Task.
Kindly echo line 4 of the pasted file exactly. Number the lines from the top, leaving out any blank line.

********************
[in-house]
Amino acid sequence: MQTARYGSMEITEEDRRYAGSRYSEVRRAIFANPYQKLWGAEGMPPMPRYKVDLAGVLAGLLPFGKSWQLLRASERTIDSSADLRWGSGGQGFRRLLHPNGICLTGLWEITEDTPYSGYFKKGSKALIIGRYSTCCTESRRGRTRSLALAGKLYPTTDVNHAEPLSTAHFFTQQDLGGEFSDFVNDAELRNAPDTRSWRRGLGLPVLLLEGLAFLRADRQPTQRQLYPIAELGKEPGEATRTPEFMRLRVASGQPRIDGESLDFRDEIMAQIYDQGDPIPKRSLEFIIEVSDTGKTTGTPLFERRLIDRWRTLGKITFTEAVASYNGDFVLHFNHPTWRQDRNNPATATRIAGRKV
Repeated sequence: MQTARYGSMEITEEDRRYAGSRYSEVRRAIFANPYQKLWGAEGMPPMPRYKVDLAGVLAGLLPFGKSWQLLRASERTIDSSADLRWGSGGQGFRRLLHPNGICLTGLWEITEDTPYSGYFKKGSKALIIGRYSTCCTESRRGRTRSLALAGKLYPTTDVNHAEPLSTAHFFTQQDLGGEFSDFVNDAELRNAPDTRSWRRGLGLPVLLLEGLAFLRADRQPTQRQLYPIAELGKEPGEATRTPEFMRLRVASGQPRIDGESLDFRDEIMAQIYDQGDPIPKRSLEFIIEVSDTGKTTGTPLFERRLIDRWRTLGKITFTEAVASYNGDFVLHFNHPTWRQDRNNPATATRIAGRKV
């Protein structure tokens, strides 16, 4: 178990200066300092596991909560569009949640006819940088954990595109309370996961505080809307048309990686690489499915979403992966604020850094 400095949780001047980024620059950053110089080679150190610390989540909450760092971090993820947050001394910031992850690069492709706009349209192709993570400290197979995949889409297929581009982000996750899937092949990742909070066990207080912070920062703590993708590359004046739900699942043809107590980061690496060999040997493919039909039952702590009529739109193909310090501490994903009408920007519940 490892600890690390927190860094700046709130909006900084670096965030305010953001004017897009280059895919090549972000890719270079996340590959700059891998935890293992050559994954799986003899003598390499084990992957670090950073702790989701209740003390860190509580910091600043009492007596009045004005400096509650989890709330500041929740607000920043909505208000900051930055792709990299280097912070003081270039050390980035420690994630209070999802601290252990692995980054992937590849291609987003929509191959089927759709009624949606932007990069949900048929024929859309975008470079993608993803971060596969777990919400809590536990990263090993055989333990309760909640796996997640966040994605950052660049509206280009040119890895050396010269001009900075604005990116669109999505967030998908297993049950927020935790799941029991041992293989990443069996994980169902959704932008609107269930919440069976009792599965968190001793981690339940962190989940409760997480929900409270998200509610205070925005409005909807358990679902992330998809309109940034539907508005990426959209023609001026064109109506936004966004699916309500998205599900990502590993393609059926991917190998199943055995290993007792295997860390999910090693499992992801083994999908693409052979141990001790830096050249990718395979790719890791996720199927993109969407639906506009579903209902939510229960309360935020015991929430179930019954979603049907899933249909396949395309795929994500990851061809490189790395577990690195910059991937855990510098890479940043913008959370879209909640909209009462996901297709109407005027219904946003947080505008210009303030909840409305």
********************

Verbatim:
């Protein structure tokens, strides 16, 4: 178990200066300092596991909560569009949640006819940088954990595109309370996961505080809307048309990686690489499915979403992966604020850094 400095949780001047980024620059950053110089080679150190610390989540909450760092971090993820947050001394910031992850690069492709706009349209192709993570400290197979995949889409297929581009982000996750899937092949990742909070066990207080912070920062703590993708590359004046739900699942043809107590980061690496060999040997493919039909039952702590009529739109193909310090501490994903009408920007519940 490892600890690390927190860094700046709130909006900084670096965030305010953001004017897009280059895919090549972000890719270079996340590959700059891998935890293992050559994954799986003899003598390499084990992957670090950073702790989701209740003390860190509580910091600043009492007596009045004005400096509650989890709330500041929740607000920043909505208000900051930055792709990299280097912070003081270039050390980035420690994630209070999802601290252990692995980054992937590849291609987003929509191959089927759709009624949606932007990069949900048929024929859309975008470079993608993803971060596969777990919400809590536990990263090993055989333990309760909640796996997640966040994605950052660049509206280009040119890895050396010269001009900075604005990116669109999505967030998908297993049950927020935790799941029991041992293989990443069996994980169902959704932008609107269930919440069976009792599965968190001793981690339940962190989940409760997480929900409270998200509610205070925005409005909807358990679902992330998809309109940034539907508005990426959209023609001026064109109506936004966004699916309500998205599900990502590993393609059926991917190998199943055995290993007792295997860390999910090693499992992801083994999908693409052979141990001790830096050249990718395979790719890791996720199927993109969407639906506009579903209902939510229960309360935020015991929430179930019954979603049907899933249909396949395309795929994500990851061809490189790395577990690195910059991937855990510098890479940043913008959370879209909640909209009462996901297709109407005027219904946003947080505008210009303030909840409305």